Ancient Monuments

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Chideock Castle: a moated site and associated features 520m south west of Chideock Manor

A Scheduled Monument in Chideock, Dorset

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Latitude: 50.7343 / 50°44'3"N

Longitude: -2.8182 / 2°49'5"W

OS Eastings: 342351.12108

OS Northings: 93060.895747

OS Grid: SY423930

Mapcode National: GBR PM.V6S8

Mapcode Global: FRA 47Z4.HW8

Entry Name: Chideock Castle: a moated site and associated features 520m south west of Chideock Manor

Scheduled Date: 25 February 1953

Last Amended: 29 October 1999

Source: Historic England

Source ID: 1017033

English Heritage Legacy ID: 31076

County: Dorset

Civil Parish: Chideock

Built-Up Area: Chideock

Traditional County: Dorset

Lieutenancy Area (Ceremonial County): Dorset

Church of England Parish: Chideock St Giles

Church of England Diocese: Salisbury


The monument includes Chideock Castle, the earthwork remains of a moated site
of manorial status and associated enclosures, fish ponds, building platforms
and terraces within the field known as Ruins Field. The site was surveyed and
mapped by students from Bournemouth University in 1977 and 1993.
The moat and site occupies a west facing slope on an outcrop of marl and clay
which extends to a stream to the west. A square platform, 42m across,
containing earthworks which reflect the positions of previous buildings, is
surrounded by a deep moat, on average 15m wide and 2.5m deep. The gatehouse
was located at the south eastern corner of the platform, where the moat was
probably originally bridged; there is now a modern causeway at this point. The
moat on the eastern side is now partly filled in and the eastern edge of it is
buried under soil deriving from the field up slope. The ditch on the northern
side has been filled in and a series of terraces constructed over it, possibly
for agricultural use or landscaping associated with the later use of the site
when the moat ditch was no longer in use. The moat is now largely dry.
Hutchins reported in 1866 that the moat was fed by lead pipes from a spring
rising at the foot of Quarry Hill to the east, although this could not be
verified on the ground. The narrowing of the moat ditch on the north eastern
corner may suggest a sluice to control water levels. Channels run westwards
from the moat down to two fishponds. Other platforms and banks in this area
may also indicate building sites and horticultural activities. Platforms and
other earthworks to the east of the moat ditch probably also represent the
sites of outbuildings. A lynchet, which runs north-south from the southern
edge of the moat, appears to predate it and may be associated with the bank
and ditch running down slope to the west, enclosing what may have been an
earlier field. The whole complex covers about 4.2ha and is enclosed by a bank,
which now supports a hedge and which may define the original boundary.
Documentary evidence indicates that the manor of Chideock was given to Sir
Thomas le Brithun in 1248. In the late 13th century the manor passed to John
Gervase who was granted a licence to crenellate his hall. Licences to
crenellate were also granted in the late 14th century. The house was built in
stone with later brick additions and was destroyed in the Civil War. The ruins
of the gatehouse were still visible in 1733 when they were pictured in an
engraving by Buck, showing a tower at each corner, but were destroyed by the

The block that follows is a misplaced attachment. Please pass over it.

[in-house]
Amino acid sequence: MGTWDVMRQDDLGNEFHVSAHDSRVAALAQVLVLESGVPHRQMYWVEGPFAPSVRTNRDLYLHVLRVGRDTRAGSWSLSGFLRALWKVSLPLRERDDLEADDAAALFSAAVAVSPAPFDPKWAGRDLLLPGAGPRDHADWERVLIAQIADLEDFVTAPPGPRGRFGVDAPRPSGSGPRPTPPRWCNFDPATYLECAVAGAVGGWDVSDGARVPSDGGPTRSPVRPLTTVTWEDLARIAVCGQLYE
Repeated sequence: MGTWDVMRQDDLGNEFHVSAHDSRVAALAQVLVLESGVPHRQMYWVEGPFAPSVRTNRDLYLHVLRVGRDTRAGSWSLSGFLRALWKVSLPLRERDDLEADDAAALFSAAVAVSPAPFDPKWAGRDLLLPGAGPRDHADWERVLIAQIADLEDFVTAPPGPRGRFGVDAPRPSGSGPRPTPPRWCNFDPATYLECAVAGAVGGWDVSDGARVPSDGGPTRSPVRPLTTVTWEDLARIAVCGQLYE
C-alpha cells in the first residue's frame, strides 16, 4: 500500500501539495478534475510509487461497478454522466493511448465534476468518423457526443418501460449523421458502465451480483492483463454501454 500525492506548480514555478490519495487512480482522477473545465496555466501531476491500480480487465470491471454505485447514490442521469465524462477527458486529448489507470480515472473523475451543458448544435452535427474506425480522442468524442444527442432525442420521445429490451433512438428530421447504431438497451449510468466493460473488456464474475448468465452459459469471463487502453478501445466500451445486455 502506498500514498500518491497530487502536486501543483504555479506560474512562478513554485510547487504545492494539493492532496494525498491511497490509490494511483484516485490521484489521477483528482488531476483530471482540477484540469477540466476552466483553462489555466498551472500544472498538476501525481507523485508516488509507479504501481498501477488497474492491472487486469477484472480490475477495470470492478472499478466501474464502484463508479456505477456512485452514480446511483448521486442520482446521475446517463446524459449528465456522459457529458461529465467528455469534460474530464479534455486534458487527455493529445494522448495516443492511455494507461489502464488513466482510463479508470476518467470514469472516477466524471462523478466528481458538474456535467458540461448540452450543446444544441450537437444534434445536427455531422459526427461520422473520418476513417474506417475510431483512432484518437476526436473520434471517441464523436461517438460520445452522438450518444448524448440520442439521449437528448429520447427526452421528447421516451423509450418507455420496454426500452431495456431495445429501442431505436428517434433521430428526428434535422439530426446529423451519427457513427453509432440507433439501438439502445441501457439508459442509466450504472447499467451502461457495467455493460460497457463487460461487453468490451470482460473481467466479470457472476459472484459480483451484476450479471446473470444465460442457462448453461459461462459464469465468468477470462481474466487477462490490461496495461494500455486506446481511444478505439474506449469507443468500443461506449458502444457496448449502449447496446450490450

middle of the 18th century.
A wooden cross on a bonded stone base in the centre of the platform
commemorates the seven Roman Catholic Chideock martyrs executed in the 1590s.
All fence and gate posts, the cross, overhead electricity supply poles and the
stone trough are excluded from the scheduling, although the ground beneath
these features is included.

The site of the monument is shown on the attached map extract.

Source: Historic England

Reasons for Scheduling

Around 6,000 moated sites are known in England. They consist of wide ditches,
often or seasonally water-filled, partly or completely enclosing one or more
islands of dry ground on which stood domestic or religious buildings. In some
cases the islands were used for horticulture. The majority of moated sites
served as prestigious aristocratic and seigneurial residences with the
provision of a moat intended as a status symbol rather than a practical
military defence. The peak period during which moated sites were built was
between about 1250 and 1350 and by far the greatest concentration lies in
central and eastern parts of England. However, moated sites were built
throughout the medieval period, are widely scattered throughout England and
exhibit a high level of diversity in their forms and sizes. They form a
significant class of medieval monument and are important for the understanding
of the distribution of wealth and status in the countryside. Many examples
provide conditions favourable to the survival of organic remains.

Chideock Castle is a well preserved example of a moated site in an area of the
country where moats are rare. It will contain archaeological and environmental
remains providing information about medieval society, economy and landscape.
The survival of external features surrounding the moat provides an unusual and
significant association allowing a fuller understanding of the nature and
development of the site.

Source: Historic England


Books and journals
Hutchins, J, History of Dorset: Volume II, (1863), 258-9
Manuscript report, Gale J, Chideock Castle: A preliminary report on a geophysical survey, (1994)
Manuscript report, Upton, K, The Moated Sites of Dorset, (1978)

Source: Historic England

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